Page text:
In this collection of fourteen essays, scholars of Appalachian culture and society examine how the people contend with and adapt to the pressures of change thrust upon them. Appalachia and America will appeal to a broad range of people interested in the southern mountains or in the policy issues of social welfare. It deals cogently with the newest form of conflict affecting not only communities in Appalachia, but urban and rural communities in America at large -- the struggle for local values and ways of life in the face of distant and powerful bureaucracies.
Decade of Reawakening
In The Southern Appalachian Region: A Survey, published by the University Press of Kentucky in 1962, Rupert Vance suggested a decennial review of the region's progress. No systematic study comparable to that made at the beginning of the decade is available to answer the question of how far Appalachia has come since then, but David S. Walls and John B. Stephenson have assembled a broad range of firsthand reports which together convey the story of Appalachia in the sixties. These observations of journalists, field workers, local residents, and social scientists have been gathered from a variety of sources ranging from national magazines to county weeklies.
Focusing mainly on the coalfields of West Virginia, eastern Kentucky, southwestern Virginia, and north-central Tennessee, the editors first present selections that reflect the "rediscovery" of the region as a problem area in the early sixties and describe the federal programs designed to rehabilitate it and their results. Other sections focus on the politics of the coal industry, the extent and impact of the continued migration from the region, and the persistence of human suffering and environmental devastation. A final section moves into the 1970s with proposals for the future. Although they conclude that there is little ground for claiming success in solving the region's problems, the editors find signs of hope in the scattered movements toward grass-roots organization described by some of the contributors, and in the new tendency to define solutions in terms of reconstruction rather than amelioration.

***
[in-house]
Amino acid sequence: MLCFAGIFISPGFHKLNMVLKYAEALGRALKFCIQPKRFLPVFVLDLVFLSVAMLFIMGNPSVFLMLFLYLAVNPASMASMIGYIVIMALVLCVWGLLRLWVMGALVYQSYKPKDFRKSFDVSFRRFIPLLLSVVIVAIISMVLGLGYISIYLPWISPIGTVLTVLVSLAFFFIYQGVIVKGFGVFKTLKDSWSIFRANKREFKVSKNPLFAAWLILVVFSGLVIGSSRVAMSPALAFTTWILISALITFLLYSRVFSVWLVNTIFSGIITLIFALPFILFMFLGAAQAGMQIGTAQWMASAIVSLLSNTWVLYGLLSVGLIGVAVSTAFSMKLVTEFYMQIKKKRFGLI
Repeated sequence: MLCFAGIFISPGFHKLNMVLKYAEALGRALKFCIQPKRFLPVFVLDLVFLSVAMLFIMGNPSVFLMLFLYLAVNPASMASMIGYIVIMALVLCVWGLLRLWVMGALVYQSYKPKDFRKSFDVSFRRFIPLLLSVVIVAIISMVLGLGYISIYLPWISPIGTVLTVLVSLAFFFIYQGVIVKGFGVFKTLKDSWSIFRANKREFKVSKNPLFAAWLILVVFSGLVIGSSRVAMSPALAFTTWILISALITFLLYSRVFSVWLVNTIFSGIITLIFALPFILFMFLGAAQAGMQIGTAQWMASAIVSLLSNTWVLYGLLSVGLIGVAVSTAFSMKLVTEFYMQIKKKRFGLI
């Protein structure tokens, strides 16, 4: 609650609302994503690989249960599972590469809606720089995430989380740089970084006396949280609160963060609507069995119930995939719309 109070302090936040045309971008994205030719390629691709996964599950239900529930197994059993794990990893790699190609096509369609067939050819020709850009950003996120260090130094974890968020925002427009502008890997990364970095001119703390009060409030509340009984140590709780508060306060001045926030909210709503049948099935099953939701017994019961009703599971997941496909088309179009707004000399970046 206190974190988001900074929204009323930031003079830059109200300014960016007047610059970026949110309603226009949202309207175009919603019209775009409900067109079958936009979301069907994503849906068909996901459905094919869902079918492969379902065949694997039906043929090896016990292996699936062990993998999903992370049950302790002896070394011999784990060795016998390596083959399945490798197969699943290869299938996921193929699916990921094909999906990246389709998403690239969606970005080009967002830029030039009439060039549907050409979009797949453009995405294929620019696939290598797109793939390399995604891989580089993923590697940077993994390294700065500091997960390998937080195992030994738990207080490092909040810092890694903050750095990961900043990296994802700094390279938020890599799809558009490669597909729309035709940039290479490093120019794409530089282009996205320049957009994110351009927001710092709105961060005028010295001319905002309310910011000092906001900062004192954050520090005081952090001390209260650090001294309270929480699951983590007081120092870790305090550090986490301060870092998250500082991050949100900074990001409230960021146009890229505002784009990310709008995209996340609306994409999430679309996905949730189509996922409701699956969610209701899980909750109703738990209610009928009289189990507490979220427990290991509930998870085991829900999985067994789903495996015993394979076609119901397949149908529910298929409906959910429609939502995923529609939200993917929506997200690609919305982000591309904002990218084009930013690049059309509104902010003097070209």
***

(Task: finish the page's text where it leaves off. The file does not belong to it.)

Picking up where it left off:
The Challenge of Mental Health
This thoughtful, compassionate book makes a major contribution to our understanding of the Southern Appalachian child -- his mental disorders and his adaptive strengths. Drawing upon his extensive fieldwork as a clinical child psychiatrist in Eastern Kentucky, Dr. Looff suggests means by which these children can be helped to bridge the gap between their subculture and the mainstream of American life today.
The children described in this book, the author points out, are in a real sense not "all children." Since no child grows up in a vacuum, the children of Eastern Kentucky cannot be understood apart from the historical, geographic, and socioeconomic characteristics of the area in which they grow. Knowledge of the children requires some knowledge of the lives of parent, teachers, and the many others upon whom they are dependent. That is to say, mental disorder -- or mental health -- is embedded in a social matrix. Dr. Looff therefore examines the milieu of these Southern Appalachian children, their future as adults, and how they can achieve their potential -- whether in their native or an urban setting. In viewing the children within their own cultural framework, Dr. Looff shows how they develop toward mental health or psychopathology, suggesting supportive techniques that build upon the strengths inherent in each child. These strengths, he suggests, rise out of the same culture that burdens the child with handicaps.